Houston 'Compound King' convicted in $21M healthcare fraud scheme

On March 10, a federal jury convicted a Houston pharmacist, dubbed the "Compound King," in a $21 million healthcare fraud and kickback scheme, according to the Department of Justice.

After a six-day trial, the jury convicted compounding pharmacist George Phillip Tompkins on 17 counts: 11 counts of healthcare fraud, three counts of wire fraud, and one count each of conspiracy to pay and receive kickbacks, conspiracy to commit healthcare fraud, and conspiracy to commit money laundering.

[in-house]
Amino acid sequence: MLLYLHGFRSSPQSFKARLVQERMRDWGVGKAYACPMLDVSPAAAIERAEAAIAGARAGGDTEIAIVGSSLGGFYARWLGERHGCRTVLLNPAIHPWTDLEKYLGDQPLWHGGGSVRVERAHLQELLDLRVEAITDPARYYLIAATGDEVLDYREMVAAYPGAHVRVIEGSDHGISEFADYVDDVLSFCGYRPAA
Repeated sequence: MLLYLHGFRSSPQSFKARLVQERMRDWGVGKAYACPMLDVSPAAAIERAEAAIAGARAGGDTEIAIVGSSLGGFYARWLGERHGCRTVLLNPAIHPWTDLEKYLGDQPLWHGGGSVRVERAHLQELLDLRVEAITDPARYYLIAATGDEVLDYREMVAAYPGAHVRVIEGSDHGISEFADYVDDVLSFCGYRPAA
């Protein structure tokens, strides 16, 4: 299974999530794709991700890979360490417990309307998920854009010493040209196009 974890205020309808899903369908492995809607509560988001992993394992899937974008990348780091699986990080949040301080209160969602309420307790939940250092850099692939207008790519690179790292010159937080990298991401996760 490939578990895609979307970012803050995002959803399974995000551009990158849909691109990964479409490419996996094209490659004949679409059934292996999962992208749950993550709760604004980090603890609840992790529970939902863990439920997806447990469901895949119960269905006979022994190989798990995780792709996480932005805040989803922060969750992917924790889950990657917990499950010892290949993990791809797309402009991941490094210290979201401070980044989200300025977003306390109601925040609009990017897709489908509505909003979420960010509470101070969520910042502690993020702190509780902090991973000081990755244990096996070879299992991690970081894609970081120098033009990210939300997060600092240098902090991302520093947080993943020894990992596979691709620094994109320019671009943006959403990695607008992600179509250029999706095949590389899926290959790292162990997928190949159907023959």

According to the Justice Department, evidence presented at trial showed Mr. Tompkins and others billed the federal government roughly $21.8 million for medically unnecessary compound gels and creams that were predicated on illegal kickback payments. Mr. Tompkins and his co-conspirators submitted the bills to healthcare programs for injured federal and state employees and created a separate entity to receive payments from those programs, according to the Justice Department.  

Mr. Tompkins is scheduled to be sentenced May 27. His wife, who was also charged in the scheme, pleaded guilty in January to one count of conspiracy to pay kickbacks and is awaiting sentencing.

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